A couple of years ago, I wrote a post while reporting from London, where I was filming two completely different projects, plus keeping up online with other clients. So it was no surprise that I’ve been thinking a lot about multi-tasking. 10 years ago we thought it was hot for all of us high profile and productive worker bees.

But now, researchers are confirming that multi-tasking is the perfect recipe for dropping productivity and poor quality. The article “Help! I’ve Lost My Focus” by Claudia Wallis and Sonja Steptoe in an article in Time some years ago is one of the best pieces I’ve read on the subject.

Some of the interesting points they bring up:

— In a world becoming dominated by Attention Deficit Disorder (ADD), doctors are finding that a cell phone and e-mail filled office creates people who exhibit symptoms of ADD in certain high pressure situations. They call it “Attention-Deficit-Trait”. In other words, technology is causing people to become ADD in their behavior while in work environments.

–55% of workers say they open incoming e-mails immediately. Most people don’t even think about turning off the dinger and dealing with e-mail when it’s convenient or productive.

–Employees devote an average of only 11 minutes to a project before they’re interruped by the dinger of a new e-mail. Then, it takes an average of 25 minutes to get back on track – if they get back at all.

–The workers in the study were juggling an average of 12 projects apiece.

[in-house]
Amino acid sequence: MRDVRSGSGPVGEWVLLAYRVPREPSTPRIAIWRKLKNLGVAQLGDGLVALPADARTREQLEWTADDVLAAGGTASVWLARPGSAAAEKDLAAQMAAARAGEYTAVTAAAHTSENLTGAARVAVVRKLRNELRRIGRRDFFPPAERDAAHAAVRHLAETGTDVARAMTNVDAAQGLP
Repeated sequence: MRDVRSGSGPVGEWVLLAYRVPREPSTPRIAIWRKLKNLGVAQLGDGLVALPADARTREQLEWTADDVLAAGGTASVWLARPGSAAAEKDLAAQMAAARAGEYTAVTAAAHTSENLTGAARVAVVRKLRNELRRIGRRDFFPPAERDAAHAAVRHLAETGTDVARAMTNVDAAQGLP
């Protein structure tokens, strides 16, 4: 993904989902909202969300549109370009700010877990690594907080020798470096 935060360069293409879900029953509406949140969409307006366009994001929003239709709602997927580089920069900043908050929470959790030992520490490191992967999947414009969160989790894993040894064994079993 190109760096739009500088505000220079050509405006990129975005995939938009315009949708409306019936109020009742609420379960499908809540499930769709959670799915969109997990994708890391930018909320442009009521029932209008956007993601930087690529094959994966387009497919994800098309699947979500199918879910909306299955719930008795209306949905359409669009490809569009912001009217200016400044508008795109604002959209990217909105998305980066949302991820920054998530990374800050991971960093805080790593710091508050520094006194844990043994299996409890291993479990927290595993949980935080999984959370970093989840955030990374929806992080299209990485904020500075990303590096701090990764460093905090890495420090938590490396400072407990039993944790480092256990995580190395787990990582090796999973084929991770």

The Time story is in the archives now, but it’s worth paying the price to pull it out and read. Stop losing so much productivity and quality to multi-tasking, and experiment with the old fashioned way of focusing on one thing until it’s finished. We have to stop thinking we’re at everyone’s beck and call, and realize that it’s OK to be inaccessible for parts of the day.

I used to film around the world before cell phones and beepers. I would be gone an entire month to the headwaters of the Amazon River with no communicaton at all, or travel for weeks with the Bedouins in the deserts of the Middle East and be completely out of contact. Guess what? The world didn’t come to an end.

Last month, I had a software glitch, and my entire e-mail inbox disappeared. Gone. Blitzed. But after I got over the shakes, I realized that I didn’t lose a single client, no one called upset, and I didn’t miss anything. That was quite a realization. Try it yourself. Go incognito for awhile and experience the joys of silence…


This article originally appeared at PhilCooke.com. Phil Cooke, Ph.D. is a media producer and consultant to churches and ministries around the world. His latest book is “Ideas on a Deadline: How to Be Creative When the Clock is Ticking.” Find out more at www.philcooke.com.

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